The same air defense system that has seemingly kept coalition fighters out of western Syria is now being installed in the heart of Europe, at Russia’s Baltic Sea enclave of Kaliningrad. Russia’s setting up surface-to-air missile systems in their territory is nothing new, but the S-400’s long-range and effectiveness is.
The S-400 (NATO code name SA-21 Growler) is very much a wide-area, anti-access, area-denial (A2/AD) system. It has the ability threaten enemy aircraft within a 250 mile radius of its location. Because of the small territorial size of Kaliningrad, this means the S-400’s engagement envelope expands well into surrounding NATO countries, such a Lithuania, Latvia and Poland, as well as far over the Baltic Sea.
Because any aircraft flying within the S-400’s reach is vulnerable to attack, NATO fighters flying over their own or friendly territory can be targeted and engaged by the S-400 system on a whim. As such, Russia could make a lot of trouble for aircraft around Kaliningrad if it so wishes.
Really, the S-400’s emplacement in the heart of Europe has the potential to be one half self defense and one half offense, with a pinch of nagging pestilence. It is the ultimate “we are to be reckoned with” reminder of a weapon system. It is also clear evidence that Russia fears NATO and despises its expansion east since the end of the Cold War.
Commander of U.S. Air Forces Europe General Frank Gorenc told the following to the New York Times regarding the S-400’s presence in Kaliningrad:
“It is very serious… Obviously, we continue to monitor it. They have every right to lay that stuff out. But the proliferation and the density of that kind of A2/AD environment is something that we’re going to have to take into account.”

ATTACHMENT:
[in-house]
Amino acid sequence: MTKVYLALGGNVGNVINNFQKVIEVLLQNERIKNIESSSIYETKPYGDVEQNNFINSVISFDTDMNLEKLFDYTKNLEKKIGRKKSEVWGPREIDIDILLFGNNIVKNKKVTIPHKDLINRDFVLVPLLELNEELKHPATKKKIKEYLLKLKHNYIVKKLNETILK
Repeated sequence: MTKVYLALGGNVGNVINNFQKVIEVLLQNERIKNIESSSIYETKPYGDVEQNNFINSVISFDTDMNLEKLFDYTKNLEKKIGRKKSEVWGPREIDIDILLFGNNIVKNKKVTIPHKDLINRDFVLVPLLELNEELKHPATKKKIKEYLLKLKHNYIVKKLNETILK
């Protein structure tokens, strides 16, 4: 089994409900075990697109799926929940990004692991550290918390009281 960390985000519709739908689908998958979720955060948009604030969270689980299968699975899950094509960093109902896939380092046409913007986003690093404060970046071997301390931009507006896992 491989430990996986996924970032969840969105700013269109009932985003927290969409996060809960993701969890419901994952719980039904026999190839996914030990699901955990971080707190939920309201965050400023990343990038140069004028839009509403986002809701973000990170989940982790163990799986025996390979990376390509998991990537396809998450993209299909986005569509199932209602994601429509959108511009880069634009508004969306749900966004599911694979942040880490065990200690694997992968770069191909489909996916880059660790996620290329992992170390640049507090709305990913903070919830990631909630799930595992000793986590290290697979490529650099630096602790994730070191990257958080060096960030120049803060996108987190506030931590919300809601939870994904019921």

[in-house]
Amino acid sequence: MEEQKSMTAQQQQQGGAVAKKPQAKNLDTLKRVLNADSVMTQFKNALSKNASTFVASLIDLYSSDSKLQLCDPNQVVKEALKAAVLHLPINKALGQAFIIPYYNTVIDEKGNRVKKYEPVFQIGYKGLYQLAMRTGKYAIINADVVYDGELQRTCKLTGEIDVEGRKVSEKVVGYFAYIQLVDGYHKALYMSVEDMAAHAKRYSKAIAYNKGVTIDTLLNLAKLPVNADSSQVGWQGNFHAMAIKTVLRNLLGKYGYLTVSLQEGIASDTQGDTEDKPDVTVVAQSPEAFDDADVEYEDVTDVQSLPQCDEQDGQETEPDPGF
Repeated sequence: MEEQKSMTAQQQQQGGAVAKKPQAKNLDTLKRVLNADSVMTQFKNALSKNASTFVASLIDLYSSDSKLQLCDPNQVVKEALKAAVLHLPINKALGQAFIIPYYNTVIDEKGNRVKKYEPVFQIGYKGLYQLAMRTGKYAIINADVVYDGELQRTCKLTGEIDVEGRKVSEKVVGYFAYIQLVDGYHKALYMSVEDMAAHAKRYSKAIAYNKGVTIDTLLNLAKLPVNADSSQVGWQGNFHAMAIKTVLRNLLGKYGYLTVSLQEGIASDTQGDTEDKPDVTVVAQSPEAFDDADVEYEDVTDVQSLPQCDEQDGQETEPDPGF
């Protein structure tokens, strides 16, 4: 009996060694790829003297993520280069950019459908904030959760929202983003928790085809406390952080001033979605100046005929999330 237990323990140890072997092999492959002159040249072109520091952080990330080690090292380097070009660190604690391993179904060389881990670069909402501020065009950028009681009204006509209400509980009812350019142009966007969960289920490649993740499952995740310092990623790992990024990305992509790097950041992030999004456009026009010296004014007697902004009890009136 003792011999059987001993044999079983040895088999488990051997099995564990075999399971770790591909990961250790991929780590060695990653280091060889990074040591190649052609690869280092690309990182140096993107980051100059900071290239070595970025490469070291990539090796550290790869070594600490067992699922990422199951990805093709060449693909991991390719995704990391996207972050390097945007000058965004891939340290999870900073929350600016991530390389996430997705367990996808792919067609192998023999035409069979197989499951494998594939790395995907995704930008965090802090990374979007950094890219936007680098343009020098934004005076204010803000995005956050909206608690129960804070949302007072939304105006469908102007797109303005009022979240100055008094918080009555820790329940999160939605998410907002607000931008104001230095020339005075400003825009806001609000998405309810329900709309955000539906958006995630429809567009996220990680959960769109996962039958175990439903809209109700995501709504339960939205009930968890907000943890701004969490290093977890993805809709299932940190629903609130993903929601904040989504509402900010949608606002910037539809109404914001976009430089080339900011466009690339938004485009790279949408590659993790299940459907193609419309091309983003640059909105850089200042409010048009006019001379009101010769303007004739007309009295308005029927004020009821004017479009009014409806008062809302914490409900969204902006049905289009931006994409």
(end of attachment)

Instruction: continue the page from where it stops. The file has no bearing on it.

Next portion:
He also told told Stars and Stripes the following during an interview:
“I think the proliferation of A2/AD (anti-access/area denial) environments in Europe is probably my No. 1 concern… The complexities of those systems, the effectiveness of those systems and the way that they’ve been layering them creates areas that are very tough to get into… You can see the beginning of that going on in Syria now… It’s developing. It’s clearly a method of making it very, very difficult to gain access and operate in certain areas.”
Russia has also deployed Iskander short-range ballistic missiles to Kaliningrad, which are capable of carrying a nuclear warhead around 300 miles. This puts Berlin within their range. Bomber and fighter jet rotations round out the enclave’s high-end military capabilities.
Above anything else, the deployment of the persistent and long-reaching S-400 air defense system to Kaliningrad is just another reminder of how Russia is making NATO and other U.S. aligned nations react to its actions, and not the other way around.